An NMR-based metabonomic investigation on effects of milk and meat protein diets given to 8-year-old boys

H. C. Bertram, Camilla Hoppe, B. O. Petersen, Jens Øllgaard Duus, C. Mølgaard, K. F. Michaelsen

Research output: Contribution to journalJournal articleResearchpeer-review


The objective of the study was to investigate the ability of an NMR-based metabonomic approach, applied to biofluids, to explore and identify
overall exogenous and endogenous biochemical effects of a short-time high intake of milk protein or meat protein given to prepubertal children,
the aim being to compare relative differences and not an absolute quantification. A total of twenty-four 8-year-old boys were asked to take 53 g
protein as milk (n 12) or meat daily (n 12). At baseline and after 7 d, urine and serum samples were collected and high-resolution 1H NMR spectra
were acquired on these using a 800MHz spectrometer. The milk diet reduced the urinary excretion of hippurate, while the meat diet increased the
urinary excretion of creatine, histidine and urea. The NMR measurements on serum revealed minor changes in the lipid profile, which most probably
should be ascribed to an increase in the content of SCFA in the blood after consumption of the milk diet. The meat diet had no effect on the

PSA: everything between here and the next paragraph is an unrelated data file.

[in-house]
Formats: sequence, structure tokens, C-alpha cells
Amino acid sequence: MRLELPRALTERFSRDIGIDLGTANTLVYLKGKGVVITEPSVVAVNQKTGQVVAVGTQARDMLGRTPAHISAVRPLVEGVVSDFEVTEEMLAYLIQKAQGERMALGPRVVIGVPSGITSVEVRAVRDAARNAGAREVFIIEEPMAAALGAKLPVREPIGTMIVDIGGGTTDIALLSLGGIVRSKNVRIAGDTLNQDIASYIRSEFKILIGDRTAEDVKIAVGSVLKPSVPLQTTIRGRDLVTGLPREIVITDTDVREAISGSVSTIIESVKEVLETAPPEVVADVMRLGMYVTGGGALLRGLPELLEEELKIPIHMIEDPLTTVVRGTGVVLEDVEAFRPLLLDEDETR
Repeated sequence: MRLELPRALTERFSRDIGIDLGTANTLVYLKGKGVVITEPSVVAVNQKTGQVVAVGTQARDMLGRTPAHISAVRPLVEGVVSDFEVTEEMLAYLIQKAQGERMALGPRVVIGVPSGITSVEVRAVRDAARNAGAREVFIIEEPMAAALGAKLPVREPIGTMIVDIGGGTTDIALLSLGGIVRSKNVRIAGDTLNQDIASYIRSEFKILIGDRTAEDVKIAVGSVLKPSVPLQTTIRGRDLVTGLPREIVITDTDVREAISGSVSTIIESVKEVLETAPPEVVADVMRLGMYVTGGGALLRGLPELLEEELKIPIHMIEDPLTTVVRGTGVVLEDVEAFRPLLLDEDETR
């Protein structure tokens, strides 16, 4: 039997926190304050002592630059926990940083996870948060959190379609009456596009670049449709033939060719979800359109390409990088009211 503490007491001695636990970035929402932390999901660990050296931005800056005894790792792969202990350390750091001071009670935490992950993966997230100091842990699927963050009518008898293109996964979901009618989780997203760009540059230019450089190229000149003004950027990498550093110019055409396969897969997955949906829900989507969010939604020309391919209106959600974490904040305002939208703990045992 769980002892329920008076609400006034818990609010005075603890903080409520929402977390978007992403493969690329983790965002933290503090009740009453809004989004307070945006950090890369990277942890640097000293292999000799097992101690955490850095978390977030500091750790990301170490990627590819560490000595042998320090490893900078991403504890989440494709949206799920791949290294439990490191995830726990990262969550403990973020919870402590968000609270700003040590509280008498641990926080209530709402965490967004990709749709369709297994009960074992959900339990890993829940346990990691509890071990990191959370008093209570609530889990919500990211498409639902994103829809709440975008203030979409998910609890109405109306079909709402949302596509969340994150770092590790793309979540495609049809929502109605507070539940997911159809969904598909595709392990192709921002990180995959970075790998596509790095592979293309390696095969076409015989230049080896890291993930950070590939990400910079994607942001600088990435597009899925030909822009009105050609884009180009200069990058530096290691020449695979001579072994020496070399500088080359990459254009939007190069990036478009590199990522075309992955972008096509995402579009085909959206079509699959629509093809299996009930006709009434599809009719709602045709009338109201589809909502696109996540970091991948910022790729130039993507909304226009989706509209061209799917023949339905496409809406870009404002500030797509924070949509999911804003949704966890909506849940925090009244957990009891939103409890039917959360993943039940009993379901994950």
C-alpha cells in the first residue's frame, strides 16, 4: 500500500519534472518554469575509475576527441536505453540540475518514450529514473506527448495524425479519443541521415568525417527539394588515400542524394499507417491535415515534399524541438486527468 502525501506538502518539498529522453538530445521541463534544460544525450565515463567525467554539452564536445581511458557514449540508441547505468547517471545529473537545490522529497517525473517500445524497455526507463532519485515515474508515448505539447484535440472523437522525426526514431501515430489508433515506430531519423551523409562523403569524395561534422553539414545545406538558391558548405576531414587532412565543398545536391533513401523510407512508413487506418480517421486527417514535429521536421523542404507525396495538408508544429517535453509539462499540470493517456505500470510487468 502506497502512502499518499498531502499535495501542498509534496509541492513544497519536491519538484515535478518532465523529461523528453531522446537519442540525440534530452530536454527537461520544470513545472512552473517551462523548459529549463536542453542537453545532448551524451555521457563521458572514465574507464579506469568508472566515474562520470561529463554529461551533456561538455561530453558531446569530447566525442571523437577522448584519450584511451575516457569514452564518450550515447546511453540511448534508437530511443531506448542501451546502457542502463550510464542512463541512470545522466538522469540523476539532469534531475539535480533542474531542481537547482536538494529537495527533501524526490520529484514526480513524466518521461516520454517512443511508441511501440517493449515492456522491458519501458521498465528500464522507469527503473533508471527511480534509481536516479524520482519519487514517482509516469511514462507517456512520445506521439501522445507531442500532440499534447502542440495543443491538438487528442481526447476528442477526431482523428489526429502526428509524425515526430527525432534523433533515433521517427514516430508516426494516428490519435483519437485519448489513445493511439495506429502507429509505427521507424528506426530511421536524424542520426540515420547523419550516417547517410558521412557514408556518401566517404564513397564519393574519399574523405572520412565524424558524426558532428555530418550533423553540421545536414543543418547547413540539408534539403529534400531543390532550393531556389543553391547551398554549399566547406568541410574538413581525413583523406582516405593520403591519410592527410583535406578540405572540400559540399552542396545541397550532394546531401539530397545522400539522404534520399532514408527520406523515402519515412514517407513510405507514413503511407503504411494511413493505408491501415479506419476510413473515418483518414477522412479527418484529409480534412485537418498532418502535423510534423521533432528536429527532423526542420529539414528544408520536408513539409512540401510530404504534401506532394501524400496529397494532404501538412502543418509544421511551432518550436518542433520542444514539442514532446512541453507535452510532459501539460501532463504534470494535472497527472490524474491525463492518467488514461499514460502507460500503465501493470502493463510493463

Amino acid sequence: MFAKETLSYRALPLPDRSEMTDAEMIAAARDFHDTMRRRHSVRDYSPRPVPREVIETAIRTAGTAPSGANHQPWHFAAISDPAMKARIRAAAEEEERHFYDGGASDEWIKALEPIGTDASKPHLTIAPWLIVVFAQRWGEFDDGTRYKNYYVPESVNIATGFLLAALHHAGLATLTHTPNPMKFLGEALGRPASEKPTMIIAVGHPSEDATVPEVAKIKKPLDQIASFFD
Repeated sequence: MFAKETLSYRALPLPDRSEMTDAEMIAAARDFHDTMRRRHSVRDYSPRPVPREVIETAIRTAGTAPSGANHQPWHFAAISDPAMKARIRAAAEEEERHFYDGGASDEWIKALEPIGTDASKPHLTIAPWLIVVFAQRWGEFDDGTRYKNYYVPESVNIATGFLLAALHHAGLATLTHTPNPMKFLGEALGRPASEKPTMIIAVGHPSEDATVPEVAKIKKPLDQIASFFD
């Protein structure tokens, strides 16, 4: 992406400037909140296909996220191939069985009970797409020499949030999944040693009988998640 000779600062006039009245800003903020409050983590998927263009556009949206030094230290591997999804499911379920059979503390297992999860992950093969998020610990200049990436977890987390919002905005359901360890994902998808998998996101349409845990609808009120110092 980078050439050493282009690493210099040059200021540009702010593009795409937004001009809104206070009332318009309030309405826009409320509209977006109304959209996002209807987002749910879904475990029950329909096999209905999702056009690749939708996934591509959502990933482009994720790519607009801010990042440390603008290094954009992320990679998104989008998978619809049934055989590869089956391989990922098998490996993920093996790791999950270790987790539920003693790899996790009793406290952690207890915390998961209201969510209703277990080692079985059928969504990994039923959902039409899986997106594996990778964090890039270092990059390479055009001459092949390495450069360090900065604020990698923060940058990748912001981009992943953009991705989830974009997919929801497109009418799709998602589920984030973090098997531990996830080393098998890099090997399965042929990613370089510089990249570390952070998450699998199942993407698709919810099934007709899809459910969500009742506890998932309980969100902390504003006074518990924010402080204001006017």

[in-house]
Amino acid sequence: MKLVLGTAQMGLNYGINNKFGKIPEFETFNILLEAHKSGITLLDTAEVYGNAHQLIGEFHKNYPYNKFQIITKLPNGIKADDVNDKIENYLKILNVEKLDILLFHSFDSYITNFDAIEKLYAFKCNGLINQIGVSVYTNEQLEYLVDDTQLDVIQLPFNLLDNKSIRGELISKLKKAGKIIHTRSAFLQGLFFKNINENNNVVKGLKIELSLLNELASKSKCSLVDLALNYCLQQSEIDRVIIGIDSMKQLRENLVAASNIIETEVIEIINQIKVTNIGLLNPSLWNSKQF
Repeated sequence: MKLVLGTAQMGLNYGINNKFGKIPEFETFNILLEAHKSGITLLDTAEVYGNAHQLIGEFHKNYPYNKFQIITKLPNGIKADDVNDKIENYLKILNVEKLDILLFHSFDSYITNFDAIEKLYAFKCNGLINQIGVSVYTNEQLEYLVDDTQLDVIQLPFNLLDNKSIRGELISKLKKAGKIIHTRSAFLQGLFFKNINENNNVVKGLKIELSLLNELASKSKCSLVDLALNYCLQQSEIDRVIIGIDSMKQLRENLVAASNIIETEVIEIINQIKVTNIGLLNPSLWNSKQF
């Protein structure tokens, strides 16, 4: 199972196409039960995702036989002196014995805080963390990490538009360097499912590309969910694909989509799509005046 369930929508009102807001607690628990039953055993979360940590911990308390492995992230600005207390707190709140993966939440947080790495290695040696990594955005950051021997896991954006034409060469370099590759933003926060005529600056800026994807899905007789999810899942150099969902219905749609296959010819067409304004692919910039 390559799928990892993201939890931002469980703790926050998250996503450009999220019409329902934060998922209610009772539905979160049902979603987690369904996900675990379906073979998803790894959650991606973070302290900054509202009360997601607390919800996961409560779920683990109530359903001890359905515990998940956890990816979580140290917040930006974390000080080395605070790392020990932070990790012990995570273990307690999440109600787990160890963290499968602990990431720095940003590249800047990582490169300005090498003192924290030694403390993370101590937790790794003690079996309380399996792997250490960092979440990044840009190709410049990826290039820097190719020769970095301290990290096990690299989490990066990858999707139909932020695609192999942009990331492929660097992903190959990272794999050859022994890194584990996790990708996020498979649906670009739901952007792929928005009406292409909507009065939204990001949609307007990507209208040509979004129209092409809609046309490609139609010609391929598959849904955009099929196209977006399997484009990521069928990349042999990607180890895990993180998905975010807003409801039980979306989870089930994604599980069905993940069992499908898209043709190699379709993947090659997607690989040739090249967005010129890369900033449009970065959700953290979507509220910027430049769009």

metabolic profile of serum. The study for the first time demonstrates the capability of proton NMR-based metabonomics to identify the overall
biochemical effects of consumption of different animal proteins. The urine metabolite profile is more susceptible to perturbations as a result of
short diet interventions than the serum metabolite profile. The milk diet-induced reduction in urinary excretion of hippurate suggests alterations
in gut microflora, which may be useful information for further studies elucidating the effects of bioactive components in milk.
Original languageEnglish
JournalBritish Journal of Nutrition
Pages (from-to)758-763
Publication statusPublished - 2007
Externally publishedYes


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